Katherine Ralls is interested in the behavioral ecology and conservation genetics of mammals. She studied biology at Stanford and received her PhD from Harvard. An Emeritus Research Zoologist with the Smithsonian's Conservation Biology Institute, she worked at the Smithsonian's National Zoo from 1976 until her retirement in 2014. Her work with co-author Jonathon Ballou on inbreeding problems in captive mammals led to her interest in conservation. In addition to her work on the genetics of small populations, she helped found the Society for Conservation Biology, studies endangered foxes and sea otters, and has served on recovery teams for several endangered species.
Mark Eldridge studied genetics and zoology for a BSc (Hons) at Macquarie University and then received a PhD from Macquarie University in 1992. He was awarded an Australian Postdoctoral Research fellowship in 1992 and a QEII Fellowship in 1999. He was appointed as a Research Scientist at the Australian Museum in 2007 and has continued to use molecular techniques to study marsupial evolution, taxonomy and conservation biology.
Michele Dudash is a population biologist by training, thus her research focuses on both the ecological and genetic factors responsible for a population's persistence or demise in nature. In this context the major theme of her research has been on the ecology and evolution of reproductive systems in nature. Topics she has investigated with colleagues and students include plant mating system evolution, plant-pollinator interactions, demography of populations, and the role inbreeding, inbreeding depression, and phenotypic plasticity play in the evolution of plant populations. Her research program also directly applies to the need for baseline data that may be utilized to help form successful conservation and restoration management plans for threatened taxa. In addition to her prior academic appointments Michele has served at the National Science Foundation and is currently in an administrative Head post.
Born in Queens, NYC, Charles Fenster developed an early interest in population dynamics and genetics that was piqued by observations in Flushing Meadows, and fostered by mentors and peers at Stuyvesant High School and the Jackson Laboratory (notably Robert Collins). While at Amherst College he was inspired to redirect his interests in genetics to evolution by Douglas Schemske who later became his PhD mentor at the University of Chicago. Douglas Schemske and later postdoc mentors at the University of Toronto, Spencer Barrett and Kermit Ritland, encouraged genetic studies in a natural context as an effective way to understand the genetics underlying evolutionary process. These research goals also naturally led to an interest in the conservation of biodiversity, which this book represents. His current work focuses on the origin of genetic diversity through the study of mutations, as well as investigations on the relationship between angiosperm structure and function as a model for natural selection.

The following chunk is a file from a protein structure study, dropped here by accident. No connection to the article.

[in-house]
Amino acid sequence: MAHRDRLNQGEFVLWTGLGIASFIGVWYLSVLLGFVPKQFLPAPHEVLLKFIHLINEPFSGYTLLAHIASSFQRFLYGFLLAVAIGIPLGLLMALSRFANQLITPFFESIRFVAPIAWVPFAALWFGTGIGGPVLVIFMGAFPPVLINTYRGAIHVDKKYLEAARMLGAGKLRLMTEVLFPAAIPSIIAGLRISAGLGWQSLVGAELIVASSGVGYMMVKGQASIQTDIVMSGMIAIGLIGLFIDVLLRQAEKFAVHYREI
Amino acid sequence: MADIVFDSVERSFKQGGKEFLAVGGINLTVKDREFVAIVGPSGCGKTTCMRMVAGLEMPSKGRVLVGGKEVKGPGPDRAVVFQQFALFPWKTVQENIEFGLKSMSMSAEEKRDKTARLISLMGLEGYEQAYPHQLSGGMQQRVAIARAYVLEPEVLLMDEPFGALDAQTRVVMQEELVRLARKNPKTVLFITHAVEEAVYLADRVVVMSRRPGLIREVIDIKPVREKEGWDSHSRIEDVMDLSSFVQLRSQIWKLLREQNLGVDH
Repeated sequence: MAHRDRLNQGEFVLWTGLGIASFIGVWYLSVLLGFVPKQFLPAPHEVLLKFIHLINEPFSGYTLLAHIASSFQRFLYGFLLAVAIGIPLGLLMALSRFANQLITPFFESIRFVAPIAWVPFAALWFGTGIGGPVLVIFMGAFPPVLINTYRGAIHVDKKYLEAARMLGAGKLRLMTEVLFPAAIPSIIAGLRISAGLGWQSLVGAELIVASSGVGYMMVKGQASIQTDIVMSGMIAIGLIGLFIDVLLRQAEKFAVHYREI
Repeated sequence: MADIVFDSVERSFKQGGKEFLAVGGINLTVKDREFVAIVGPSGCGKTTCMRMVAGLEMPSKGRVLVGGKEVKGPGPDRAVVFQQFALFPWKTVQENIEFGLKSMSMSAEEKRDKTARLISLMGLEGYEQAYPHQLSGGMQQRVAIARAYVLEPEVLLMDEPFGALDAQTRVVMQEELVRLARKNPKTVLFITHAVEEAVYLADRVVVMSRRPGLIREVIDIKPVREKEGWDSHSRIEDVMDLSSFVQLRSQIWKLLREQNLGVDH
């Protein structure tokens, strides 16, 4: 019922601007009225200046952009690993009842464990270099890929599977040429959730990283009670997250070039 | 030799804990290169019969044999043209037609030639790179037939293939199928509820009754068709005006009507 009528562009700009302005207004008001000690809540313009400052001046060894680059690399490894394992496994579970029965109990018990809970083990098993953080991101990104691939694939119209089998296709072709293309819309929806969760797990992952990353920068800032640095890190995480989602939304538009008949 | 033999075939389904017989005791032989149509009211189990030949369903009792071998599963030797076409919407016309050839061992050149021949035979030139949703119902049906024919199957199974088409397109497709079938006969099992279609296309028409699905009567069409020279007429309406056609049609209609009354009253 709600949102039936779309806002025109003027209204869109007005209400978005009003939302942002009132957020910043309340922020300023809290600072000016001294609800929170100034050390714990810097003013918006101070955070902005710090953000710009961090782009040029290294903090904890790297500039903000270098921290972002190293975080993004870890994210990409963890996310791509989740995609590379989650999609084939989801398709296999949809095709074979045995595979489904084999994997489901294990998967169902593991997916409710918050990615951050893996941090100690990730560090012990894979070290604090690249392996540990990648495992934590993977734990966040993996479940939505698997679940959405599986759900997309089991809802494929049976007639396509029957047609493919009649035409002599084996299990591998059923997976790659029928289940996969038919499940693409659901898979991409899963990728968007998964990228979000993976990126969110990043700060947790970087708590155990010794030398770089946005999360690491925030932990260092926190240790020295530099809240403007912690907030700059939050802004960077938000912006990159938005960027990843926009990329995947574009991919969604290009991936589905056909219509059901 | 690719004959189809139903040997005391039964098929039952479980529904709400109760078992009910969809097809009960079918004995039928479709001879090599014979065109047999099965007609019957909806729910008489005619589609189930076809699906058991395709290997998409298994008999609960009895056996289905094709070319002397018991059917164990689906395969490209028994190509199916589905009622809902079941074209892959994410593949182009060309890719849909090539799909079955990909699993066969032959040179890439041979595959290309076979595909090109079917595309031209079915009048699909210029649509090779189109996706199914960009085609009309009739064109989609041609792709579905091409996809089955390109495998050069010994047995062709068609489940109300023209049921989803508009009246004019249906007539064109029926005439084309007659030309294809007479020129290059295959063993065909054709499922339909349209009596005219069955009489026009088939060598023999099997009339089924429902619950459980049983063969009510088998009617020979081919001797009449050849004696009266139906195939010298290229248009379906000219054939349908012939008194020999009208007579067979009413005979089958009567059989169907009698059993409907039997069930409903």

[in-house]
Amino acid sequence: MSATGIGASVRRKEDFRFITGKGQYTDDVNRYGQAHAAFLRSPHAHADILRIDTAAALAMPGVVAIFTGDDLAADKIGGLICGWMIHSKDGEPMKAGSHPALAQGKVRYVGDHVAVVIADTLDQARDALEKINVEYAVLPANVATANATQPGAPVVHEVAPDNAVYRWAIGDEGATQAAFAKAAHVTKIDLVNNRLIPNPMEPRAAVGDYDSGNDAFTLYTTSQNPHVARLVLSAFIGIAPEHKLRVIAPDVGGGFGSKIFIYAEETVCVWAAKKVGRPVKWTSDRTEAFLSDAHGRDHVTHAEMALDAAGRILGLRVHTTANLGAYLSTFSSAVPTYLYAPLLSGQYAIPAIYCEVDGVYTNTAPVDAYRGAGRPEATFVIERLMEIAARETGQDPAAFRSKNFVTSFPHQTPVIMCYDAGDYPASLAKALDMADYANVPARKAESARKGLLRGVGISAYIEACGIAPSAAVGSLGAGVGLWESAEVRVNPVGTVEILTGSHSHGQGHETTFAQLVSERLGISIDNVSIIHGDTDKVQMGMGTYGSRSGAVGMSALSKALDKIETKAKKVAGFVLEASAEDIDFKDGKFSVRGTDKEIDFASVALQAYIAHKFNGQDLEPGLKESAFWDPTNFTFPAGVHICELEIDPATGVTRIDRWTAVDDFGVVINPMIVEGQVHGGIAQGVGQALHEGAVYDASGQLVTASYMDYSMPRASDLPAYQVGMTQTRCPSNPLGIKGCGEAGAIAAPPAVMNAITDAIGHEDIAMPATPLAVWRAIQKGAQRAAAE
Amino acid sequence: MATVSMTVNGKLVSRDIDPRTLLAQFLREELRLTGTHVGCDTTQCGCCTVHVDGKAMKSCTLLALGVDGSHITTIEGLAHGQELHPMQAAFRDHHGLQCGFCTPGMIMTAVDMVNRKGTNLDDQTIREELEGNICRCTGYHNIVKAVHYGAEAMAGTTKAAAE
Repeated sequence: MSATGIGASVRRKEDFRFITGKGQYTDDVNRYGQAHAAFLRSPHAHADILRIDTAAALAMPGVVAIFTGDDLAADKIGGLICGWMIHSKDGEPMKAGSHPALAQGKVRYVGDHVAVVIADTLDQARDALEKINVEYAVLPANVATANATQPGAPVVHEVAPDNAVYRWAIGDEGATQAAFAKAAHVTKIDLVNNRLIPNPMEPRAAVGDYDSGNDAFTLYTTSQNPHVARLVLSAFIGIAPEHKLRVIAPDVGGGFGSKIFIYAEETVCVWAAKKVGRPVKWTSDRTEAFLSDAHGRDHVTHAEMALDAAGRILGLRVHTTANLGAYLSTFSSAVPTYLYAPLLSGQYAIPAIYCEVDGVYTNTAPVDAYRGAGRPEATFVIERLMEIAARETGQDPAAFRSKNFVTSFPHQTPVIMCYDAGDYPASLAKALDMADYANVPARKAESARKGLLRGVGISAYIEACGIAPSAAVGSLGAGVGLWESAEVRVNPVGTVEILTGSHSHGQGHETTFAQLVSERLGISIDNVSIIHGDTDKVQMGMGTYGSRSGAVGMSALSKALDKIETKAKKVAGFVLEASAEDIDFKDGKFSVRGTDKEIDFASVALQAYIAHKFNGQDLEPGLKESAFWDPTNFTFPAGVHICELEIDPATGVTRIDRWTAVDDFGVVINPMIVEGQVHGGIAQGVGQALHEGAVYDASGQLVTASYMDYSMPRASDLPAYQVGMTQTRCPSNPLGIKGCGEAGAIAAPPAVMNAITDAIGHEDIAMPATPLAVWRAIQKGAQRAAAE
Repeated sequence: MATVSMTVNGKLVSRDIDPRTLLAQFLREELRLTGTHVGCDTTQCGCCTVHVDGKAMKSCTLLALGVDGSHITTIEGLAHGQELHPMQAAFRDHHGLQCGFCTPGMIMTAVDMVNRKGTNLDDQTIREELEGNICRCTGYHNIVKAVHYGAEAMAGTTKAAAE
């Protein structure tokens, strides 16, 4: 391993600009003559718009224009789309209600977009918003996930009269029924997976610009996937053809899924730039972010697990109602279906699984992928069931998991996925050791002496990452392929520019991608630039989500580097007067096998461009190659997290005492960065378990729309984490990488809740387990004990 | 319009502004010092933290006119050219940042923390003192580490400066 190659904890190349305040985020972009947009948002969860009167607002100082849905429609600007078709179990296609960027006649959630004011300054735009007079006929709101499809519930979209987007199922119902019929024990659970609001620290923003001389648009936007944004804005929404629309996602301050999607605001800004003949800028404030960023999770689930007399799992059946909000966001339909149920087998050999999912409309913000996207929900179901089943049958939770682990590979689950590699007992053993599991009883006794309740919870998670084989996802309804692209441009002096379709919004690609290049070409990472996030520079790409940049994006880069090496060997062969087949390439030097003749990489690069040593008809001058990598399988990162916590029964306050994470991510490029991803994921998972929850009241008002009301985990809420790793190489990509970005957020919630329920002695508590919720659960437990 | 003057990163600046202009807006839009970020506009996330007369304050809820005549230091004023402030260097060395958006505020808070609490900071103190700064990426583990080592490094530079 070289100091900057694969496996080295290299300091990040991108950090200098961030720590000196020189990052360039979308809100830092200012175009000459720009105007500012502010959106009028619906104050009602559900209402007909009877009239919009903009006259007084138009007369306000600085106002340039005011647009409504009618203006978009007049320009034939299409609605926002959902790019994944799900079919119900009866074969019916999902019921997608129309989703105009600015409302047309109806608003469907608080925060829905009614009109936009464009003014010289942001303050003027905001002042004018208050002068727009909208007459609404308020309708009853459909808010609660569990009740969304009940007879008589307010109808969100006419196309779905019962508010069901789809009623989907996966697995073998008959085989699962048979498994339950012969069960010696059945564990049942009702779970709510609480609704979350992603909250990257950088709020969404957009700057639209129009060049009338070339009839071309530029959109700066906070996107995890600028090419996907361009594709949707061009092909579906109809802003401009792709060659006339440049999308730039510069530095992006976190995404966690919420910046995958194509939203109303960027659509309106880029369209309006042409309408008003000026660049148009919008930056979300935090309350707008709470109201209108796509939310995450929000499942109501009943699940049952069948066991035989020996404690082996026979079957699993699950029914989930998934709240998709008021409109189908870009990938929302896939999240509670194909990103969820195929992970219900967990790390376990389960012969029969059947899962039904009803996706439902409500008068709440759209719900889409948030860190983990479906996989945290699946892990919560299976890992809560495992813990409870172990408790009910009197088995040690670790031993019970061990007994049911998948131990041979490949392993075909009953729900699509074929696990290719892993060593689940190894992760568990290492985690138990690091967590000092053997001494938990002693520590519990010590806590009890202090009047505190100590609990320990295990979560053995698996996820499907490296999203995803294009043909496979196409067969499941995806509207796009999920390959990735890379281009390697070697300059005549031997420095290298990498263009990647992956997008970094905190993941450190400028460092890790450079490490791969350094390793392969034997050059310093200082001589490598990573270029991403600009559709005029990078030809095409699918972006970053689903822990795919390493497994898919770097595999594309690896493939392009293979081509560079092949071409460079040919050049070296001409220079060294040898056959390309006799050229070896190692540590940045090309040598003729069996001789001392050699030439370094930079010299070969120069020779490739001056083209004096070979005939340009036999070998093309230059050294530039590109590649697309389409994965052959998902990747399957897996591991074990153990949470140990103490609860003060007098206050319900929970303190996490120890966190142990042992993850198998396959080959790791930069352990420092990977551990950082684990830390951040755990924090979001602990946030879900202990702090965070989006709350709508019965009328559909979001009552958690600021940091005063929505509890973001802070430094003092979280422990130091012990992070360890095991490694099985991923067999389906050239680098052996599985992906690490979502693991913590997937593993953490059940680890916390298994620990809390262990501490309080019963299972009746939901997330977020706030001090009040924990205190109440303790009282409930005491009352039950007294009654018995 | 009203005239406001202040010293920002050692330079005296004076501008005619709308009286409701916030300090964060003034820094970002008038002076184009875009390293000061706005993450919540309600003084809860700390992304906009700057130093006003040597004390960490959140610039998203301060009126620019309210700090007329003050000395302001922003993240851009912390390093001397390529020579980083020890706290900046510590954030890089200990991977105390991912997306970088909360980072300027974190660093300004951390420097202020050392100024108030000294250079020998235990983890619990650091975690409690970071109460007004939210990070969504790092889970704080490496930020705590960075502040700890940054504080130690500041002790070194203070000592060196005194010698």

Robert C. Lacy is a Senior Conservation Scientist for the Chicago Zoological Society, and is on the faculty of the Committee on Evolutionary Biology at University of Chicago. He has served as Chair of the IUCN Conservation Breeding Specialist Group (2003-2011), and was Chair of an IUCN Species Conservation Planning Task Force that developed a framework for strategic planning for species conservation. Together with Jonathan Ballou, he helped to develop the pedigree analysis methods used for the management of captive populations in zoos. Similarly, his population viability analysis software (Vortex) is used by conservationists, wildlife managers, researchers, and students throughout the world to help guide species risk assessments and conservation planning.
Paul Sunnucks studied Zoology at Oxford University, and then completed a PhD in population biology at University College London. During three years in one the world's first conservation genetics groups at the Institute of Zoology London, Paul married Australian Andrea Taylor and subsequently migrated to Australia. Following research positions in Sydney, and embarking on parenting, he moved to Melbourne. Since 2005 at Monash University, he has headed the Persistence and Adaptation Research Team. Paul's research applies ecological genomics to conservation-relevant population biology. He has a particular liking for all lifeforms, and working with smart, fun people.